I was just wasting time on Facebook and saw the headline that LifeWay (a Christian bookstore has decided to not carry Amy Grant’s new Christmas album deeming it “not Christian enough”. Amy Grant, the multi-Grammy winner and Christian music icon- her new album isn’t “Christian enough”.Hey, it’s their choice, but it highlights one of my problems with Christianity. The “narrow path” view.
Yesterday I was walking with my buddy and we were chatting about life and stuff. I’ve decided to not try to push Swedenborg on him, even though Swedenborg is what is really resonating with me right now. I sent him a link to one of Swedenborg’s videos about the metaphysical/metaphorical meaning of one of the Bible stories.The video is “What the 7 Days of Creation Mean”. Swedenborg says the world wasn’t created in a literal seven day time period. This is not news to most of us, which causes many of us to throw the story out all together as the ancient musings of pre-scientific people who were backward enough to believe that man was literally a mud doll until God blew wind into his nasal passages. People who take a metaphorical view of the story though, seeing it as a myth that describes not only the arc of mankind, but the arc of each of us as we come into our own autonomy and eventually get onto a spiritual path back to our Creator, can appreciate the story as much or more than those who take it literally. I couldn’t help bringing up Swedenborg when he asked me what has been helping me lately because I’ve been studying this higher view of the Old Testament stories quite a bit. I didn’t push it. I just mentioned it. But, there it was. Swedenborg was on the table again.
Then, my buddy told me that he decided years ago that he had found the source(s) of objective truth and basically wasn’t interested in finding any more. To take the Bible stories as metaphorical is a kind of slippery slope. The further you get away from the “objective” (I think he used this word to mean literal) understanding, the more prone to error you are. I countered with my view which is that even if you take the stories literally, there must be a higher reason why they were included in the text. I mean who really cares about Noah and his sons or about Abraham and Isaac or about any of the stories if there isn’t a deeper, universal meaning. And if there is and I can get that meaning without getting down in the weeds and saying “Wait a minute. You mean a donkey talked? God killed every woman, man, child and animal on the planet because he was pissed at them?”, isn’t that a good thing? If we can agree on the higher meaning, we can both get value from the story whether we take it literally or figuratively. Let’s set the literal aside and discuss the deeper meaning. That’s the way I look at it.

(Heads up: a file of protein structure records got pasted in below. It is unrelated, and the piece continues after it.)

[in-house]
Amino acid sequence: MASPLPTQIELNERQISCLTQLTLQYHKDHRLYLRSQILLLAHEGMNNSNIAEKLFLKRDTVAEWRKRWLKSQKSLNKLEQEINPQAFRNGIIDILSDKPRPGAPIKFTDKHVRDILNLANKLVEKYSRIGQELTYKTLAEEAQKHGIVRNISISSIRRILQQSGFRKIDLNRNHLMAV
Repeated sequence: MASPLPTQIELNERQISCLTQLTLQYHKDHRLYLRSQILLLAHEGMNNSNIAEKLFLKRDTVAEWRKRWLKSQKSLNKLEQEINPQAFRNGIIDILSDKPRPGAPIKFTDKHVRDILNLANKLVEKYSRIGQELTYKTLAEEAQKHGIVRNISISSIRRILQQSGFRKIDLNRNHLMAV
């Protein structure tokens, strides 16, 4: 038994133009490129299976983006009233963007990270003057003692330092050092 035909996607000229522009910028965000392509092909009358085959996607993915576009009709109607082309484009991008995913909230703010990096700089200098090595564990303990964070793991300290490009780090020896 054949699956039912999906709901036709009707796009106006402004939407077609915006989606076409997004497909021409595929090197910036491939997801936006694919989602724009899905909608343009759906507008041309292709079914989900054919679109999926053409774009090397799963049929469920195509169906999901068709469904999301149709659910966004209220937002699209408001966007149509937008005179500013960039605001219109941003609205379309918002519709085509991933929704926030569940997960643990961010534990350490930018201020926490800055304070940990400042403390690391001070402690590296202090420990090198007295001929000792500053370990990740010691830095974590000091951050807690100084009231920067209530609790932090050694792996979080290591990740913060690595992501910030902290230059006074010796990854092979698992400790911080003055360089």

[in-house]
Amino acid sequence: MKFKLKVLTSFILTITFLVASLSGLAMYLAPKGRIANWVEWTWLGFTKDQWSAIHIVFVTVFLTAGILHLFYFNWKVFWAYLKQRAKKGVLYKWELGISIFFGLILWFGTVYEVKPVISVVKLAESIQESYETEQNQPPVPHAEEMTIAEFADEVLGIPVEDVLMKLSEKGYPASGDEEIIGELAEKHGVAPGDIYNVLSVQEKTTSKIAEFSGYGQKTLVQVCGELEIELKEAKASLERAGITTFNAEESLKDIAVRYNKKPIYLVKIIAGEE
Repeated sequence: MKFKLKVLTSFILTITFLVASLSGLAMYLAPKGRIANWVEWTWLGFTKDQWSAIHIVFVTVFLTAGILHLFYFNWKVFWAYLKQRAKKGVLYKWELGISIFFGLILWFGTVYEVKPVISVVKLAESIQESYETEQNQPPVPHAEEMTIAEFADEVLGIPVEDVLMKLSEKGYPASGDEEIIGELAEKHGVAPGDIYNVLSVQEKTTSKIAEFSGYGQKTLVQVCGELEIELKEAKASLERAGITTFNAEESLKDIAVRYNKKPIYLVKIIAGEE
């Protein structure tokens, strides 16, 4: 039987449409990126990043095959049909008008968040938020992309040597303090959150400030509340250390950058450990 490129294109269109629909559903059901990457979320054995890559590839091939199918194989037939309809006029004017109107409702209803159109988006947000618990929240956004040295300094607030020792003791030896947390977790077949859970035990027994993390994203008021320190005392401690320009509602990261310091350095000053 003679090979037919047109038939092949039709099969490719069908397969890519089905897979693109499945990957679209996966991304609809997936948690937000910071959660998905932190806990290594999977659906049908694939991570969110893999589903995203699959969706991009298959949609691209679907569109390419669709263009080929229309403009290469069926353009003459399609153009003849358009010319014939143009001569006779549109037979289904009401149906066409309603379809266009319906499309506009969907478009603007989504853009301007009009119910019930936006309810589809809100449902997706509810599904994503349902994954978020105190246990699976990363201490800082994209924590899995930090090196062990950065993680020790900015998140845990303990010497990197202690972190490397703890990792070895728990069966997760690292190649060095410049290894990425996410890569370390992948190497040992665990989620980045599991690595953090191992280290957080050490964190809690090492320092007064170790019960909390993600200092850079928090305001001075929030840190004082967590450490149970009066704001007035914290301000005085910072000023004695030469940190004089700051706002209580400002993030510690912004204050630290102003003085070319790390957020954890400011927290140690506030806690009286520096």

The one thing we did agree on is there is objective truth and if something is true, other things must be false. No harm. No foul. We can still be friends. I’ll just keep my Swedenborg to myself.
But, then there’s this. Just as we finished up the walk, he asked me to come over to his truck. He had some reading material for me. Now, I’ve told him many times my reading queue is really full. I’ve already read PhilipYancey and C.S. Lewis and several of the “Christian” books he’s recommended to me. I read Dr. Timothy Johnson’s book that he lent to me. We’ve discussed Charles Colson and I’ve told him I have no interest in reading Colson. So, when he reaches into his truck, what does he pull out? Charles Colson and a book about religion and politics. It was all I could do to keep a straight face. Charles Colson?
I think my buddy thinks I’ve lost my way. I’m no longer Christian enough. I read the Bible, but I don’t take it literally. I believe in Jesus, but I don’t think He is the “only way” at least not in the traditional, literal Christian sense. I meditate. I study Buddhism. And, I study Swedenborg. Now, what he probably doesn’t know is Swedenborg has a very, very high view of Jesus or “the Lord” as Swedenborg refers to him. Swedenborg has an extremely high view of scripture, calling the Bible “the word” and taking all of it very, very seriously as being divinely inspired. But, because Swedenborg doesn’t line up with what some have deemed as Christian enough (by modern Christian standards), Swedenborg is rejected out of hand. His claims to have visited the spiritual realms and having spoken with angels are dismissed as wild fantasies by people who believe Paul met the risen Jesus on the road to Damascus, Peter saw a vision of a sheet being lowered from heaven and Paul visited the “third heaven” without even batting an eye. Why are these things true? They’re true because they’re in the Bible.
Being Christian enough stopped being a concern to me a very long time ago. All I care about are “Is it true? and “Does it advance my spiritual journey?” I might have to check out that Amy Grant album.